Download the PDF HERE for free and Enjoy!


Jun 032016

One Hour Dress Made in 34 Minutes!

When announcement was first made in 1923 that Mary Brooks Picken of the Woman’s Institute had developed a new plan by which an attractive dress could be made in an hour, it aroused tremendous interest among women everywhere. Some doubted that such an achievement was possible, until the dress was made in a public demonstration in the Grand Central Palace, New York, in 34 minutes, a fact recorded in the New York newspapers and attested to by officials of the National Merchandise Fair.

The simple dressmaking system developed by Mary Picken is just as relevant today as it was in 1924. Whether you are trying to create a 1920’s dress, sew a flapper dress costume, learn dressmaking, looking for inspiration, or a fashion student – you will get something from this book.

CONTENTS of the Ebook:

Introduction – Making a Dress in an Hour
Step One – Take Your Measurements
Step Two – Divide the Material
Step Three – Cut Out Belt and Skirt
Step Four – Cut Out the Blouse
Step Five – Bind Neck and Sleeves
Step Six – Join the Blouse and Skirt
Step Seven – Complete the Skirt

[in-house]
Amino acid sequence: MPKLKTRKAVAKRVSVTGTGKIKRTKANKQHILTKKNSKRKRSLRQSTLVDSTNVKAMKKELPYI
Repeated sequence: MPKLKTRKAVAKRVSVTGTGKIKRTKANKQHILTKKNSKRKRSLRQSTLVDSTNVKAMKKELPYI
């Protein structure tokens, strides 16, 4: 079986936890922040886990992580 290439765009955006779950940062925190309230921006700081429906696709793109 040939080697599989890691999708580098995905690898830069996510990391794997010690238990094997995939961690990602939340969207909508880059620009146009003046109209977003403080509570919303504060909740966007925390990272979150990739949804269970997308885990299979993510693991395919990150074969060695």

Step Eight – Complete the Blouse
Step Nine – Make the Belt
Step Ten – Finish the Dress
Variations of the One Hour Dress
Other Variations Shown in This Book

This book can be downloaded immediately HERE:

May 242016

Do something DIFFERENT this year!

Are you bored with seeing the same Christmas decorations EVERY year?

Giant blow-up Santas (been there, done that),

icicle lights (they don’t really look like icicles – do they?)

and -eeks- faded plastic toy soldiers (YUCK!)

Same stuff, different year.

Why not bring back the creative decorations and displays of yester-year?
These displays are EASY to make and fun to paint.

Plywood, paint and a jigsaw is pretty much all that is needed and a pencil to draw out a Santa Claus pattern !

Whether it’s Santa and his reindeer charging across the top of your roof, or a fireplace on the front lawn, flanked by red-flamed candles, an outside decoration gives your home a special and UNIQUE holiday look.

Use these vintage Christmas display directions to make new, unique and eye-catching displays that will delight young and old alike – Click Here!